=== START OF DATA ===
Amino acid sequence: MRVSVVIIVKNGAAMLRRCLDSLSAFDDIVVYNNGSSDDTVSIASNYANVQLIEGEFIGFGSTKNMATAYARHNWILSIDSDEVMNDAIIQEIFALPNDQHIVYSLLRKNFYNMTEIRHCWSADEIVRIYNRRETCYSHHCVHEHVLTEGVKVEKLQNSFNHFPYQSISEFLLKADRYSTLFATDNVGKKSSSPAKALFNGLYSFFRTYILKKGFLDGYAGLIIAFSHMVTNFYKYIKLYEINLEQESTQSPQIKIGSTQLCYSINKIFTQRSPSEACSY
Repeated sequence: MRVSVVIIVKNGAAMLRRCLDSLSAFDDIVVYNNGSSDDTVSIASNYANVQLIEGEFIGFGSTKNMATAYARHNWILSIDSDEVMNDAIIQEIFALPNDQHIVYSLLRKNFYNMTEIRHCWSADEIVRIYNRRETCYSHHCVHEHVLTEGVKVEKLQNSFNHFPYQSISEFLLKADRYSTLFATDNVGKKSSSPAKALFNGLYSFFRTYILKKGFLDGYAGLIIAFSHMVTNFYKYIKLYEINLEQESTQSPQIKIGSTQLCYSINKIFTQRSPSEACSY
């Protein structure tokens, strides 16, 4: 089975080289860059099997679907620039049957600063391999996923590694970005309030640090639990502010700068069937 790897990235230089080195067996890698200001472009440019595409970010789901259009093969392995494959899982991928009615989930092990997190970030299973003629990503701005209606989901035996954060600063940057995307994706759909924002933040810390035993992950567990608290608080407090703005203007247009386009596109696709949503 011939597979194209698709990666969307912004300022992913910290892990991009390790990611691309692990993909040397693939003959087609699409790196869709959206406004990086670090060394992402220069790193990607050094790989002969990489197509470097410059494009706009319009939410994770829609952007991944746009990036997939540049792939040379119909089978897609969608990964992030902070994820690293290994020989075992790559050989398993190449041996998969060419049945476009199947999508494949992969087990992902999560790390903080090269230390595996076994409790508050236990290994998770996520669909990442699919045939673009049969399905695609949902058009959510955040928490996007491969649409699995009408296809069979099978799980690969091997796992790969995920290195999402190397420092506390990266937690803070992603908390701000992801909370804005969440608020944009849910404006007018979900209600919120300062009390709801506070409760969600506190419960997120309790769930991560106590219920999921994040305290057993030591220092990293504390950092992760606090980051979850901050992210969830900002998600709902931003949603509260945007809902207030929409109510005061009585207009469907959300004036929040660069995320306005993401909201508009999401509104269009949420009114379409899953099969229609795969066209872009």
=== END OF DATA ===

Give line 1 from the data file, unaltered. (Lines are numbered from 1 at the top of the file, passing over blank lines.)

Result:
Amino acid sequence: MRVSVVIIVKNGAAMLRRCLDSLSAFDDIVVYNNGSSDDTVSIASNYANVQLIEGEFIGFGSTKNMATAYARHNWILSIDSDEVMNDAIIQEIFALPNDQHIVYSLLRKNFYNMTEIRHCWSADEIVRIYNRRETCYSHHCVHEHVLTEGVKVEKLQNSFNHFPYQSISEFLLKADRYSTLFATDNVGKKSSSPAKALFNGLYSFFRTYILKKGFLDGYAGLIIAFSHMVTNFYKYIKLYEINLEQESTQSPQIKIGSTQLCYSINKIFTQRSPSEACSY